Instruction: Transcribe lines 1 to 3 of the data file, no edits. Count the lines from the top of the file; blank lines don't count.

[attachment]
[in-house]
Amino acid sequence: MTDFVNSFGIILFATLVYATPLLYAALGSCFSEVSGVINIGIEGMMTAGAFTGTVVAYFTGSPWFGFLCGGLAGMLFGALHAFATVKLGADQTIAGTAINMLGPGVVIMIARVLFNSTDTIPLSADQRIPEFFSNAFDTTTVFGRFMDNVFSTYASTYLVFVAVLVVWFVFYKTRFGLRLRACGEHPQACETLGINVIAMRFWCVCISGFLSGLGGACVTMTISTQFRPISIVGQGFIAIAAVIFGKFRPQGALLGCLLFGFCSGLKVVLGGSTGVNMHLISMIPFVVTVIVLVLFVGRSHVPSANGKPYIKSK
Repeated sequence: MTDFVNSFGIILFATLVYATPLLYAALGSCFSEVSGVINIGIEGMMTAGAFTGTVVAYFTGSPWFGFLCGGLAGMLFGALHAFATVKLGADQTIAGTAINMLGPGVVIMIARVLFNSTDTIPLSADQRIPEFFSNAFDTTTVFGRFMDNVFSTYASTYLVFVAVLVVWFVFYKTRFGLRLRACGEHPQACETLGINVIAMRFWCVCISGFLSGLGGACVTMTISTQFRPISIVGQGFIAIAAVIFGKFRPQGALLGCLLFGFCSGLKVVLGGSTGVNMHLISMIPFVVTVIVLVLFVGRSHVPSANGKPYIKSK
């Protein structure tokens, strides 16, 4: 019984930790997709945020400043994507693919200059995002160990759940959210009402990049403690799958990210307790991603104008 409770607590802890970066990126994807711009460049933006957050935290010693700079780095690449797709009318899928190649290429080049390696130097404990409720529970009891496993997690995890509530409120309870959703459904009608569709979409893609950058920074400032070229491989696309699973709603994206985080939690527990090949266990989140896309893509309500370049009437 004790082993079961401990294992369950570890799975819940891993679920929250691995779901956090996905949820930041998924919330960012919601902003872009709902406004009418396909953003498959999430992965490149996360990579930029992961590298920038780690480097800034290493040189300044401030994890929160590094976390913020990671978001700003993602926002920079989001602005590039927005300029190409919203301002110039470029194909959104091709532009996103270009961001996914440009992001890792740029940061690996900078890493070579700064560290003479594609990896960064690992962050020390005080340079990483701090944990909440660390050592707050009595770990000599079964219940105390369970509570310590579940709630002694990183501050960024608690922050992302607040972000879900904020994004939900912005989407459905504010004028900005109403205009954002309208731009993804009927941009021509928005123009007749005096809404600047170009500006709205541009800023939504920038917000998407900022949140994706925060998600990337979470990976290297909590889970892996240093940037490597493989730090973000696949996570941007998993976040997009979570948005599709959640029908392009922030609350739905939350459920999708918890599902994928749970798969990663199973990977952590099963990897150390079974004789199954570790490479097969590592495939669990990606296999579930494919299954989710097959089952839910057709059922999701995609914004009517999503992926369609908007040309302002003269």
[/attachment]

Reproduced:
[in-house]
Amino acid sequence: MTDFVNSFGIILFATLVYATPLLYAALGSCFSEVSGVINIGIEGMMTAGAFTGTVVAYFTGSPWFGFLCGGLAGMLFGALHAFATVKLGADQTIAGTAINMLGPGVVIMIARVLFNSTDTIPLSADQRIPEFFSNAFDTTTVFGRFMDNVFSTYASTYLVFVAVLVVWFVFYKTRFGLRLRACGEHPQACETLGINVIAMRFWCVCISGFLSGLGGACVTMTISTQFRPISIVGQGFIAIAAVIFGKFRPQGALLGCLLFGFCSGLKVVLGGSTGVNMHLISMIPFVVTVIVLVLFVGRSHVPSANGKPYIKSK
Repeated sequence: MTDFVNSFGIILFATLVYATPLLYAALGSCFSEVSGVINIGIEGMMTAGAFTGTVVAYFTGSPWFGFLCGGLAGMLFGALHAFATVKLGADQTIAGTAINMLGPGVVIMIARVLFNSTDTIPLSADQRIPEFFSNAFDTTTVFGRFMDNVFSTYASTYLVFVAVLVVWFVFYKTRFGLRLRACGEHPQACETLGINVIAMRFWCVCISGFLSGLGGACVTMTISTQFRPISIVGQGFIAIAAVIFGKFRPQGALLGCLLFGFCSGLKVVLGGSTGVNMHLISMIPFVVTVIVLVLFVGRSHVPSANGKPYIKSK